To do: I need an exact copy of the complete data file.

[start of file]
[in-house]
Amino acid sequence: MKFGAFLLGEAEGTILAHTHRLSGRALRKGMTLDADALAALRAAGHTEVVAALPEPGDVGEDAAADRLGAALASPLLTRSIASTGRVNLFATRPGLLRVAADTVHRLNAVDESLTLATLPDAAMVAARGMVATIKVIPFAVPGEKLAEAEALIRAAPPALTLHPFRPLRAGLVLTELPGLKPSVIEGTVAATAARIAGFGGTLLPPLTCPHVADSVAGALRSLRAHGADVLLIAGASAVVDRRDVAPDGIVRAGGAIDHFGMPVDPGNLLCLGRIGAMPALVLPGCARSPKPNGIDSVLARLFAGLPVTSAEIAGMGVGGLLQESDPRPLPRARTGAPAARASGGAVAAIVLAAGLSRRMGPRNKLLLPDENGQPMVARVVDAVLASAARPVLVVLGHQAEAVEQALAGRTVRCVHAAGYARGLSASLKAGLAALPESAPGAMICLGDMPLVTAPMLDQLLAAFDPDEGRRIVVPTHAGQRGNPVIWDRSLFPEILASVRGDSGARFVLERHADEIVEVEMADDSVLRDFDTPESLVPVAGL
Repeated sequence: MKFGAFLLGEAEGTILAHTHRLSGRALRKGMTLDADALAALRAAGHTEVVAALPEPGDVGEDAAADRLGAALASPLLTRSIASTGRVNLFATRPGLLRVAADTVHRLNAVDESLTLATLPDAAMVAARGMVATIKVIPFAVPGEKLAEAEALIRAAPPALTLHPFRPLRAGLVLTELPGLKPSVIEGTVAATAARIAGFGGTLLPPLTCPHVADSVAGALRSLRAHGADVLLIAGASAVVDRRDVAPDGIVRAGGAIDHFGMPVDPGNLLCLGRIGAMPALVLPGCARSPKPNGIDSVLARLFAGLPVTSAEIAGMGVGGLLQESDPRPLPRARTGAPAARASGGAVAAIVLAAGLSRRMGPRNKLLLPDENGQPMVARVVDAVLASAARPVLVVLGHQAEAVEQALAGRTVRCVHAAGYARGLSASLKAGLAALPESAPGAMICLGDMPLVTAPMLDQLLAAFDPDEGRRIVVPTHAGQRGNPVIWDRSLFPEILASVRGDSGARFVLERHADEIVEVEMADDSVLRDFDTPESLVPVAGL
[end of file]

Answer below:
[in-house]
Amino acid sequence: MKFGAFLLGEAEGTILAHTHRLSGRALRKGMTLDADALAALRAAGHTEVVAALPEPGDVGEDAAADRLGAALASPLLTRSIASTGRVNLFATRPGLLRVAADTVHRLNAVDESLTLATLPDAAMVAARGMVATIKVIPFAVPGEKLAEAEALIRAAPPALTLHPFRPLRAGLVLTELPGLKPSVIEGTVAATAARIAGFGGTLLPPLTCPHVADSVAGALRSLRAHGADVLLIAGASAVVDRRDVAPDGIVRAGGAIDHFGMPVDPGNLLCLGRIGAMPALVLPGCARSPKPNGIDSVLARLFAGLPVTSAEIAGMGVGGLLQESDPRPLPRARTGAPAARASGGAVAAIVLAAGLSRRMGPRNKLLLPDENGQPMVARVVDAVLASAARPVLVVLGHQAEAVEQALAGRTVRCVHAAGYARGLSASLKAGLAALPESAPGAMICLGDMPLVTAPMLDQLLAAFDPDEGRRIVVPTHAGQRGNPVIWDRSLFPEILASVRGDSGARFVLERHADEIVEVEMADDSVLRDFDTPESLVPVAGL
Repeated sequence: MKFGAFLLGEAEGTILAHTHRLSGRALRKGMTLDADALAALRAAGHTEVVAALPEPGDVGEDAAADRLGAALASPLLTRSIASTGRVNLFATRPGLLRVAADTVHRLNAVDESLTLATLPDAAMVAARGMVATIKVIPFAVPGEKLAEAEALIRAAPPALTLHPFRPLRAGLVLTELPGLKPSVIEGTVAATAARIAGFGGTLLPPLTCPHVADSVAGALRSLRAHGADVLLIAGASAVVDRRDVAPDGIVRAGGAIDHFGMPVDPGNLLCLGRIGAMPALVLPGCARSPKPNGIDSVLARLFAGLPVTSAEIAGMGVGGLLQESDPRPLPRARTGAPAARASGGAVAAIVLAAGLSRRMGPRNKLLLPDENGQPMVARVVDAVLASAARPVLVVLGHQAEAVEQALAGRTVRCVHAAGYARGLSASLKAGLAALPESAPGAMICLGDMPLVTAPMLDQLLAAFDPDEGRRIVVPTHAGQRGNPVIWDRSLFPEILASVRGDSGARFVLERHADEIVEVEMADDSVLRDFDTPESLVPVAGL